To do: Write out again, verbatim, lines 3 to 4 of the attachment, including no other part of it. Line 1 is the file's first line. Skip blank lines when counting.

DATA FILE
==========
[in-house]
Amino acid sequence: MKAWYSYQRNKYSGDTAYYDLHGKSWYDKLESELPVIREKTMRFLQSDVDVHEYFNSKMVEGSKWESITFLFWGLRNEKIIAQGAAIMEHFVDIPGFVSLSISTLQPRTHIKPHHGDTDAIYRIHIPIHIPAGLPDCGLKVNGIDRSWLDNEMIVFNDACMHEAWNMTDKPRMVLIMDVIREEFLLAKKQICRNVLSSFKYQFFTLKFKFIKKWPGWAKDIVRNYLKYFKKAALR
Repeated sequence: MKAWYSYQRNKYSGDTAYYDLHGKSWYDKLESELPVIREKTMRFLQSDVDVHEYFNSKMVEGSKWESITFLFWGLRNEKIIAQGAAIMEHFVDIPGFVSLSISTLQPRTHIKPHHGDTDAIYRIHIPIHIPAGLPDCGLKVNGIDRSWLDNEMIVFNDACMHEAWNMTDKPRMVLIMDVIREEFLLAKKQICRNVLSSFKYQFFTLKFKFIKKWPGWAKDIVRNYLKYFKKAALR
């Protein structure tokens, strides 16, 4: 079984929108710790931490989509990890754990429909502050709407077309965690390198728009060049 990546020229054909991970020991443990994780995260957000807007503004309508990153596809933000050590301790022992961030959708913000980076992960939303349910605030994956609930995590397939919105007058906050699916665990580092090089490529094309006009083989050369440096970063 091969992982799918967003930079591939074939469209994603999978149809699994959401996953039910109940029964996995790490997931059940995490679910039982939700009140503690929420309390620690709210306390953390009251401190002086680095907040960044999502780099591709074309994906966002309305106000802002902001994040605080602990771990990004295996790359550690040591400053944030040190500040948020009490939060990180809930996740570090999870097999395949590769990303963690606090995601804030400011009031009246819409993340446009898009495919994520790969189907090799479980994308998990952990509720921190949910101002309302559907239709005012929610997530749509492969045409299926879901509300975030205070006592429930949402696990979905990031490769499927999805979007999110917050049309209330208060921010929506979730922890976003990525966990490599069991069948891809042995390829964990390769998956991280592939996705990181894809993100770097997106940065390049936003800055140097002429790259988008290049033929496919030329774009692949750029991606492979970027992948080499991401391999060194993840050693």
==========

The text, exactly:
Repeated sequence: MKAWYSYQRNKYSGDTAYYDLHGKSWYDKLESELPVIREKTMRFLQSDVDVHEYFNSKMVEGSKWESITFLFWGLRNEKIIAQGAAIMEHFVDIPGFVSLSISTLQPRTHIKPHHGDTDAIYRIHIPIHIPAGLPDCGLKVNGIDRSWLDNEMIVFNDACMHEAWNMTDKPRMVLIMDVIREEFLLAKKQICRNVLSSFKYQFFTLKFKFIKKWPGWAKDIVRNYLKYFKKAALR
């Protein structure tokens, strides 16, 4: 079984929108710790931490989509990890754990429909502050709407077309965690390198728009060049 990546020229054909991970020991443990994780995260957000807007503004309508990153596809933000050590301790022992961030959708913000980076992960939303349910605030994956609930995590397939919105007058906050699916665990580092090089490529094309006009083989050369440096970063 091969992982799918967003930079591939074939469209994603999978149809699994959401996953039910109940029964996995790490997931059940995490679910039982939700009140503690929420309390620690709210306390953390009251401190002086680095907040960044999502780099591709074309994906966002309305106000802002902001994040605080602990771990990004295996790359550690040591400053944030040190500040948020009490939060990180809930996740570090999870097999395949590769990303963690606090995601804030400011009031009246819409993340446009898009495919994520790969189907090799479980994308998990952990509720921190949910101002309302559907239709005012929610997530749509492969045409299926879901509300975030205070006592429930949402696990979905990031490769499927999805979007999110917050049309209330208060921010929506979730922890976003990525966990490599069991069948891809042995390829964990390769998956991280592939996705990181894809993100770097997106940065390049936003800055140097002429790259988008290049033929496919030329774009692949750029991606492979970027992948080499991401391999060194993840050693």